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Newdow's Challenge Past and Future: The Roles of History, Logic, and Ubiquity in Establishment Clause Jurisprudence

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Abstract:

The recent Ninth Circuit Court of Appeals panel decision involving a challenge to the constitutionality of the phrase "under God" in the Pledge of Allegiance created apoplectic responses by virtually every politician and pundit in the country and reflected, if not the brittleness of our collective sense of self-worth and national mission, at least a concern about our moral rectitude! Thus the stage was set for the drama to be played out in the United States Supreme Court, but after accepting the case and hearing oral argument, the high Court released a non-decision, voting 5-3 to throw out the legal challenge, stating that Michael Newdow did not have proper standing. Nevertheless, three justices wrote separately to explain why they believed the phrase, "under God," did not amount to government-sponsored religion. In doing so, they ignored the traditional "Lemon" test and instead utilized history, common sense, and "ubiquity" as the central underpinnings for their conclusions.
Although the constitutional issue was not addressed by the full Court, the Newdow case served to highlight the deep divisions among its members over the meaning of the Establishment Clause and the appropriate test it should generate. This paper explores the history of Establishment Clause jurisprudence and concludes with a commentary about its current direction.

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court (106), religi (96), justic (77), religion (77), establish (76), claus (74), v (68), govern (65), u.s (62), id (56), state (45), test (41), school (38), lemon (37), purpos (33), would (31), o (30), one (29), public (28), case (28), endors (27),

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Establishment Clause Jurisprudence, Supreme Court, religion and government
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MLA Citation:

Mott, Kenneth. "Newdow's Challenge Past and Future: The Roles of History, Logic, and Ubiquity in Establishment Clause Jurisprudence" Paper presented at the annual meeting of the American Political Science Association, Marriott Wardman Park, Omni Shoreham, Washington Hilton, Washington, DC, Sep 01, 2005 <Not Available>. 2013-12-17 <http://citation.allacademic.com/meta/p41164_index.html>

APA Citation:

Mott, K. F. , 2005-09-01 "Newdow's Challenge Past and Future: The Roles of History, Logic, and Ubiquity in Establishment Clause Jurisprudence" Paper presented at the annual meeting of the American Political Science Association, Marriott Wardman Park, Omni Shoreham, Washington Hilton, Washington, DC Online <PDF>. 2013-12-17 from http://citation.allacademic.com/meta/p41164_index.html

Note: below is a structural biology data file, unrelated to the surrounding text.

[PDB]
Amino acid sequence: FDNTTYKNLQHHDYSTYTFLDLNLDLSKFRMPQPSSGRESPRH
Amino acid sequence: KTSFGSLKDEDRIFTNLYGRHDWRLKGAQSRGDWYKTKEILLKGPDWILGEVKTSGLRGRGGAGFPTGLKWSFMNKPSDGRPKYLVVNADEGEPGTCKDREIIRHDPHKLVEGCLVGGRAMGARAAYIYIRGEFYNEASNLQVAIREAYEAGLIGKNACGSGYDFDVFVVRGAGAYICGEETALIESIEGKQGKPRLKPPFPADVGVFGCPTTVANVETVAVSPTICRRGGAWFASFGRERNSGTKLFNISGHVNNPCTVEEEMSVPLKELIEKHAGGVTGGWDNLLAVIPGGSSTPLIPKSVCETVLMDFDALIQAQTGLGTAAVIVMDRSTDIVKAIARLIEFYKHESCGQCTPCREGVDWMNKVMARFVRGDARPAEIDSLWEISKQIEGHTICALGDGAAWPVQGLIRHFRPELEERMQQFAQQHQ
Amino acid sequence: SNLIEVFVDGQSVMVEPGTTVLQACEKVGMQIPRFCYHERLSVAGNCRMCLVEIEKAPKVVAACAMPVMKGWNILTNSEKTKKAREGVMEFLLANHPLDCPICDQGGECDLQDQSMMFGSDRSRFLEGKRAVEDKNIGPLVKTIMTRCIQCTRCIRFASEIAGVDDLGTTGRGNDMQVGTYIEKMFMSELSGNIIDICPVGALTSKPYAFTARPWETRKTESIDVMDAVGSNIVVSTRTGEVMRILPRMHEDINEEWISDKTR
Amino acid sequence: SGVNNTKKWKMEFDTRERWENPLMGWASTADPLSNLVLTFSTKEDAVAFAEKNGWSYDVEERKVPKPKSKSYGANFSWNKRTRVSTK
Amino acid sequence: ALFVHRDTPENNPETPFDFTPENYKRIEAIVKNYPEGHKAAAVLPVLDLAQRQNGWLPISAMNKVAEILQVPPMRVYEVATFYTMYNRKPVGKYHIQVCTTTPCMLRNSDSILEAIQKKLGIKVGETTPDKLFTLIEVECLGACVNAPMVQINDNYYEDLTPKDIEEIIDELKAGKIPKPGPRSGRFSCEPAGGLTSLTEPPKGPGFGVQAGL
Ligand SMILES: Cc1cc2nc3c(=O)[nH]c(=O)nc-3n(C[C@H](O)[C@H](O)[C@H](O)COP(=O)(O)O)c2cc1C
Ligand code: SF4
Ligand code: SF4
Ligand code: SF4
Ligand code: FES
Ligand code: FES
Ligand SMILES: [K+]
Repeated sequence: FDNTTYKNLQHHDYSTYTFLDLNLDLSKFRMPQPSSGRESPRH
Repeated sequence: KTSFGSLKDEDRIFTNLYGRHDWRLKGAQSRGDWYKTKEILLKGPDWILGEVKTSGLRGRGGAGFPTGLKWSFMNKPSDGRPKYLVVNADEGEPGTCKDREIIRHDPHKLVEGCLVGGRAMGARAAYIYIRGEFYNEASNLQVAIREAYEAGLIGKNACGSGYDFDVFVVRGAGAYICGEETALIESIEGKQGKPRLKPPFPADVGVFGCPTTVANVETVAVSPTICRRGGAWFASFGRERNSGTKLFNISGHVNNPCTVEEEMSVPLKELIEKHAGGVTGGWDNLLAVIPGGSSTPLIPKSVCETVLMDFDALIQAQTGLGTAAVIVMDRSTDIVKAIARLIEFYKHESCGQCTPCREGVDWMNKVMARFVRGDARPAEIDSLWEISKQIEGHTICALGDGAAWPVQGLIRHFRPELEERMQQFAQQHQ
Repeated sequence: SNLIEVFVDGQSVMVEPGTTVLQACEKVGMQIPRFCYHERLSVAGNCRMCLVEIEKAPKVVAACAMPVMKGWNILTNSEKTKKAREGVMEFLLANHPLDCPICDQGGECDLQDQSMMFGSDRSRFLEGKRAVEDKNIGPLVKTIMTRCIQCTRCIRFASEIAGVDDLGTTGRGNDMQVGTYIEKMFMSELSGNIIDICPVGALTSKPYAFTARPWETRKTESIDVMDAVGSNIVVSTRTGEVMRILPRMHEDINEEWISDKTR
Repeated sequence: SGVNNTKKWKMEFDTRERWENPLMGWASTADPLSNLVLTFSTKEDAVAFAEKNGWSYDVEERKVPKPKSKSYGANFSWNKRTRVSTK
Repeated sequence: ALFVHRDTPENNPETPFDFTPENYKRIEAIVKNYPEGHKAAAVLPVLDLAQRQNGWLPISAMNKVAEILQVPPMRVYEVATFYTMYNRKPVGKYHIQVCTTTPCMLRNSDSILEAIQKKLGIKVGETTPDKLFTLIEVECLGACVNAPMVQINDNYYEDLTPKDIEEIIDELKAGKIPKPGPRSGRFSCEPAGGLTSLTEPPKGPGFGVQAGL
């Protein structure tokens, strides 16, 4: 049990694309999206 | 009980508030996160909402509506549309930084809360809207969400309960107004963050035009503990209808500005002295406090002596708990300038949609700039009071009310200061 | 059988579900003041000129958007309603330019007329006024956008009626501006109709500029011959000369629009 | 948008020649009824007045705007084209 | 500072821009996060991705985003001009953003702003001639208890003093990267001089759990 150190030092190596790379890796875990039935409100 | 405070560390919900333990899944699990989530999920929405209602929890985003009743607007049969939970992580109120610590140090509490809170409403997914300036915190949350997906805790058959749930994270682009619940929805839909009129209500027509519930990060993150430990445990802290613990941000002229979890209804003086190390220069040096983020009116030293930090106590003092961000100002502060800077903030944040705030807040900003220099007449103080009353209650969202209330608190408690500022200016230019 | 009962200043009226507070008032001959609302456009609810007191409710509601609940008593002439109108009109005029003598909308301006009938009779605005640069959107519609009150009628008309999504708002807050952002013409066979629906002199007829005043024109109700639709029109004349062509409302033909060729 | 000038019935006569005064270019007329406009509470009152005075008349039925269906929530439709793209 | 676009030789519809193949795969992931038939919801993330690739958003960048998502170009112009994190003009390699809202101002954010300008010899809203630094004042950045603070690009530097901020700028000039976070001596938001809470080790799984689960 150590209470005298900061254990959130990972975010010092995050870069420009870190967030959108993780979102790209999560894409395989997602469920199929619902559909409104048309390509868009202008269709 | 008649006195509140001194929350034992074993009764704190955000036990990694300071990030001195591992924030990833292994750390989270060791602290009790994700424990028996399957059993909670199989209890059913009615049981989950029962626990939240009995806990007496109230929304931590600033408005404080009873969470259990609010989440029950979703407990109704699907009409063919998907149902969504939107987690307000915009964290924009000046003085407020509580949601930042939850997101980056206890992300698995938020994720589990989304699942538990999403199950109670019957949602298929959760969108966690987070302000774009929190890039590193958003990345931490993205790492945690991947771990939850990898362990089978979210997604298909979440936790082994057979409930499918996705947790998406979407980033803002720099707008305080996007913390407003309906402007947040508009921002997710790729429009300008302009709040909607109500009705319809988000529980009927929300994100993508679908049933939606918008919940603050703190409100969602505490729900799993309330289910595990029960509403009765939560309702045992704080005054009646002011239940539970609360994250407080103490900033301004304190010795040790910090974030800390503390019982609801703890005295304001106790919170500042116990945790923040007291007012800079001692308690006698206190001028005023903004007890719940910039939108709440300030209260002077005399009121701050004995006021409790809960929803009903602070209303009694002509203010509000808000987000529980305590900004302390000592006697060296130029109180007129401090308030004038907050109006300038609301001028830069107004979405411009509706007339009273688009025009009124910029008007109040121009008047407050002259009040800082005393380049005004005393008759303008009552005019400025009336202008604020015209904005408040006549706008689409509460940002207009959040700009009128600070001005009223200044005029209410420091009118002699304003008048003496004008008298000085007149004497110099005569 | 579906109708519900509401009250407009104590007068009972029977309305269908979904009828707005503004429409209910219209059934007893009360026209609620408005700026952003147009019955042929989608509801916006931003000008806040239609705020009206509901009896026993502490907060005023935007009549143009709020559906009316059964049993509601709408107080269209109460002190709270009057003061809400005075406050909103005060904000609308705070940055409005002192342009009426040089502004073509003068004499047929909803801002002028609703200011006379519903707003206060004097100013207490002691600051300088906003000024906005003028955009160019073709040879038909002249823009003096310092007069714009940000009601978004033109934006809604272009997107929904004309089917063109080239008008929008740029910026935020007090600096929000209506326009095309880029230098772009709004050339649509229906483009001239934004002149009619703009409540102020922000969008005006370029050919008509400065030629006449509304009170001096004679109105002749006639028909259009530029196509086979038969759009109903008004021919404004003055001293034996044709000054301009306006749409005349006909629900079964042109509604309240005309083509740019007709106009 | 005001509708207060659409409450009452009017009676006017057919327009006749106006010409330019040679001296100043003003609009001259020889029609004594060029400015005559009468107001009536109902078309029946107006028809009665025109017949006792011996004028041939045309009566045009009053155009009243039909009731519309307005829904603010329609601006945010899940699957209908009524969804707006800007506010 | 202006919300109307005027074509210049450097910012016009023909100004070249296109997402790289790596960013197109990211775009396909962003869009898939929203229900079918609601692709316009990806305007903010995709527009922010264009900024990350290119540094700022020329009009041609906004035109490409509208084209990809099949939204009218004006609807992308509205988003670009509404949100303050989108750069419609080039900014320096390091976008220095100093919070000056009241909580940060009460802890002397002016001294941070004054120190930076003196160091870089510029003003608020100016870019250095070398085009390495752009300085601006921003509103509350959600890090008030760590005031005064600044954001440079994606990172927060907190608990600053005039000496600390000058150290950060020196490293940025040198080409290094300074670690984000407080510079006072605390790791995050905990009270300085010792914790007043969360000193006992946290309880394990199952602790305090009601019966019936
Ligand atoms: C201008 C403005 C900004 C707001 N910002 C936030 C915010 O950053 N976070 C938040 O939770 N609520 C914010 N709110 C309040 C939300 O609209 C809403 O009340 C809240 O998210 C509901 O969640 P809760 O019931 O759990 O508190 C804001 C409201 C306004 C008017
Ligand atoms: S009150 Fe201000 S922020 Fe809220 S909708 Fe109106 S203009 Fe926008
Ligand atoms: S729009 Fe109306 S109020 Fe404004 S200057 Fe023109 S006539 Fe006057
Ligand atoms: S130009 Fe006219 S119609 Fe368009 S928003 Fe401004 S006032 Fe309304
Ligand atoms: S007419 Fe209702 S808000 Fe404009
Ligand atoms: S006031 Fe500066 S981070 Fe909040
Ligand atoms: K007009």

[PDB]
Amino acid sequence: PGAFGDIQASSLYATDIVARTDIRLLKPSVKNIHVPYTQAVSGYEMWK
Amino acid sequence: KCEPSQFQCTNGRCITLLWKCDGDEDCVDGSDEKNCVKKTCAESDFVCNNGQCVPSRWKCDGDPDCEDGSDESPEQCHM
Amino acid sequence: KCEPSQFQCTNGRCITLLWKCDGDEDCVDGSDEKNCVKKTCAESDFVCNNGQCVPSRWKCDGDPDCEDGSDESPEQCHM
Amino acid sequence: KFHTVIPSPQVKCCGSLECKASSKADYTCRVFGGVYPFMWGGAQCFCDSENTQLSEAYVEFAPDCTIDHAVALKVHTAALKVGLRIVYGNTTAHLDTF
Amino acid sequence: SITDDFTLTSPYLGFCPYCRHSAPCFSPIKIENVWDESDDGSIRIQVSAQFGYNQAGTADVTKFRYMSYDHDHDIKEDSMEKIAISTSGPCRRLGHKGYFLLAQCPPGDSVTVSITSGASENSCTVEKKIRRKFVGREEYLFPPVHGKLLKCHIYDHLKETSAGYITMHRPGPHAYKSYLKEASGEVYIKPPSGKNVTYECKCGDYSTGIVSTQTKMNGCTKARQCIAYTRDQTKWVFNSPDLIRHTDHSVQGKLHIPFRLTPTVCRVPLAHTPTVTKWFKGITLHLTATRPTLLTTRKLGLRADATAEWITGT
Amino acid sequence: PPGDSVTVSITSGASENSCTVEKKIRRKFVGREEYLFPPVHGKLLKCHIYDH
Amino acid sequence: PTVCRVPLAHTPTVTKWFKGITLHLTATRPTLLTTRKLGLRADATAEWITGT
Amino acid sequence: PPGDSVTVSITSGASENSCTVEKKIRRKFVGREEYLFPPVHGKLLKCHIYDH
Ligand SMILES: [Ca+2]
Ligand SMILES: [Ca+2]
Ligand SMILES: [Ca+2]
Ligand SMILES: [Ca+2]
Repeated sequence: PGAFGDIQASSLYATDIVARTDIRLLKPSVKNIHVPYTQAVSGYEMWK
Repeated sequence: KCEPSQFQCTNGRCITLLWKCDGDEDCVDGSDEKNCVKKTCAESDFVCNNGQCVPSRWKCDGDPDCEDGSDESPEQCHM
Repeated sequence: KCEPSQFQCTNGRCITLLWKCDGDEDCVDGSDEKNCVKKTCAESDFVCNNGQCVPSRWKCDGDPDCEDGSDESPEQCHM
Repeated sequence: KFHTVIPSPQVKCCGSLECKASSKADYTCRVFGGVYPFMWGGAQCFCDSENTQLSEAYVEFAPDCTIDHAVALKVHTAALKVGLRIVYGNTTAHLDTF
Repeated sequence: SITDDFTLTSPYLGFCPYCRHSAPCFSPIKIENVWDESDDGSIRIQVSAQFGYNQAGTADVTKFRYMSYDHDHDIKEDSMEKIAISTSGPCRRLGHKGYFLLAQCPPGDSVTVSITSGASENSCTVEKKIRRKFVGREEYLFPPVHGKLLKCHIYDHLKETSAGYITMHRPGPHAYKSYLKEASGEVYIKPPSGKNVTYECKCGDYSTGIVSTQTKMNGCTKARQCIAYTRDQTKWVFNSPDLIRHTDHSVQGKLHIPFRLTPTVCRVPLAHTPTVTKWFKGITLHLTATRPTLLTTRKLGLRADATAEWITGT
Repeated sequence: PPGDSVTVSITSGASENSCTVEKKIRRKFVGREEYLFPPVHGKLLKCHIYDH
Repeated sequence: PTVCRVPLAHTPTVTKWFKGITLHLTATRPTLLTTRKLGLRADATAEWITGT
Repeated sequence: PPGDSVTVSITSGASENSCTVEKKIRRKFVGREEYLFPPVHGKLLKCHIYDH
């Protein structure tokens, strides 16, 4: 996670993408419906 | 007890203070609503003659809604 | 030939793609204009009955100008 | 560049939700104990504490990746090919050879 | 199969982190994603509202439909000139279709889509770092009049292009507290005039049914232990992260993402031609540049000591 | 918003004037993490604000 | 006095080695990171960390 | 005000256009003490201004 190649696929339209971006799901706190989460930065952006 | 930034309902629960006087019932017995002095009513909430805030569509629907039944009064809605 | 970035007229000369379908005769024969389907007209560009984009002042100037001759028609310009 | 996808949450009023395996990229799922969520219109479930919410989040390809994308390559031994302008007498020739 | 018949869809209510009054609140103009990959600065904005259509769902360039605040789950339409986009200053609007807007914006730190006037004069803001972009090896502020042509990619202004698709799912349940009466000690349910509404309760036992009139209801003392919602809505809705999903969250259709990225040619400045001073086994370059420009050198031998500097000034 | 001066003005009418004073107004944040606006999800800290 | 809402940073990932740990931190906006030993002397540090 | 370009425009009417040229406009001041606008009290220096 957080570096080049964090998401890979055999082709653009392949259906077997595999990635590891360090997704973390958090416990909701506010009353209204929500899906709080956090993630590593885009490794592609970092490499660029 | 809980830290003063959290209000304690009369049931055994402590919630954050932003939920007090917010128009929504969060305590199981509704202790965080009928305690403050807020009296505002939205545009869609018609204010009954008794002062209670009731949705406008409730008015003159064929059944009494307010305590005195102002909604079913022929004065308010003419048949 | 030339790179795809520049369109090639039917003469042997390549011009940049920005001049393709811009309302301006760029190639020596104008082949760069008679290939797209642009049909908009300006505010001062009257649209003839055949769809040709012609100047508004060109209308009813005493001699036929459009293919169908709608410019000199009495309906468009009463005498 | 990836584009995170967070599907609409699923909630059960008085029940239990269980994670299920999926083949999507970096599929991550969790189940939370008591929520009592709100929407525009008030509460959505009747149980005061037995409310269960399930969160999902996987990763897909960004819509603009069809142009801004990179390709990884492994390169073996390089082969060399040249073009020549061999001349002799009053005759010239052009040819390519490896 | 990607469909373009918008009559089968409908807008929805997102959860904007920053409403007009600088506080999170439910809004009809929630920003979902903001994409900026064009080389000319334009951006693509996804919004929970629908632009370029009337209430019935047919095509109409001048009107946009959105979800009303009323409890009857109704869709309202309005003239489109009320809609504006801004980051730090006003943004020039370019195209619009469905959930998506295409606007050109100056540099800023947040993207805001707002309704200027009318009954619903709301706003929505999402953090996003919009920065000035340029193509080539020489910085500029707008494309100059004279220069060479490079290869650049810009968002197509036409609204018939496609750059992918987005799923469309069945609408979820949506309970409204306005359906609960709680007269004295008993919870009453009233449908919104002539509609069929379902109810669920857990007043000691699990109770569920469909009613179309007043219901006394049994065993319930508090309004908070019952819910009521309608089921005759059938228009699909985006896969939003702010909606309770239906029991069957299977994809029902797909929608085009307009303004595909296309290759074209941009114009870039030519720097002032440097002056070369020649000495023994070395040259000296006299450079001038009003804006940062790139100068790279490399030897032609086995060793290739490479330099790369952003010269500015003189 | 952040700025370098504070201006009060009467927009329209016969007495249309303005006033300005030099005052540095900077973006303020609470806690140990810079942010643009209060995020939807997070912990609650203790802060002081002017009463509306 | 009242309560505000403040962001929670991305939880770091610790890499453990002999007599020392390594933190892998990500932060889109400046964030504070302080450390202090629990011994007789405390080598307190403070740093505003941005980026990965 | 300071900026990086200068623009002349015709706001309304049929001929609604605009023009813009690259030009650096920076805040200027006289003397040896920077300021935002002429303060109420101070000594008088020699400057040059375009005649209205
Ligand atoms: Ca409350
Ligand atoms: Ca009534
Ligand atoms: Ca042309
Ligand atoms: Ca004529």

Publication Type: Conference Paper/Unpublished Manuscript
Review Method: Peer Reviewed
Abstract: The recent Ninth Circuit Court of Appeals panel decision involving a challenge to the constitutionality of the phrase "under God" in the Pledge of Allegiance created apoplectic responses by virtually every politician and pundit in the country and reflected, if not the brittleness of our collective sense of self-worth and national mission, at least a concern about our moral rectitude! Thus the stage was set for the drama to be played out in the United States Supreme Court, but after accepting the case and hearing oral argument, the high Court released a non-decision, voting 5-3 to throw out the legal challenge, stating that Michael Newdow did not have proper standing. Nevertheless, three justices wrote separately to explain why they believed the phrase, "under God," did not amount to government-sponsored religion. In doing so, they ignored the traditional "Lemon" test and instead utilized history, common sense, and "ubiquity" as the central underpinnings for their conclusions.
Although the constitutional issue was not addressed by the full Court, the Newdow case served to highlight the deep divisions among its members over the meaning of the Establishment Clause and the appropriate test it should generate. This paper explores the history of Establishment Clause jurisprudence and concludes with a commentary about its current direction.

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Document Type: PDF
Page count: 24
Word count: 10189
Text sample:
NEWDOW’S CHALLENGE PAST AND FUTURE: THE ROLES OF HISTORY LOGIC AND UBIQUITY IN ESTABLISHMENT CLAUSE JURISPRUDENCE The fair inference is that there was no common understanding about the limits of establishment prohibition.... What the evidence does show is a group of statesmen like others before and after them who proposed a guarantee with contours not wholly worked out leaving the Establishment Clause with edges still to be determined.1 SYLLABUS The recent Ninth Circuit Court of Appeals panel decision involving
programs of aid typically include conditions which must be met by recipient organizations and as those organizations become increasingly dependent upon public largess they may be induced to modify their religious practices in order to qualify and that in turn will damage a principal constitutional value of protecting religion and the autonomy of religious institutions from government. In the interest of predictability and the necessity of informing the Constitution the high Court will continue to search for Establishment Clause


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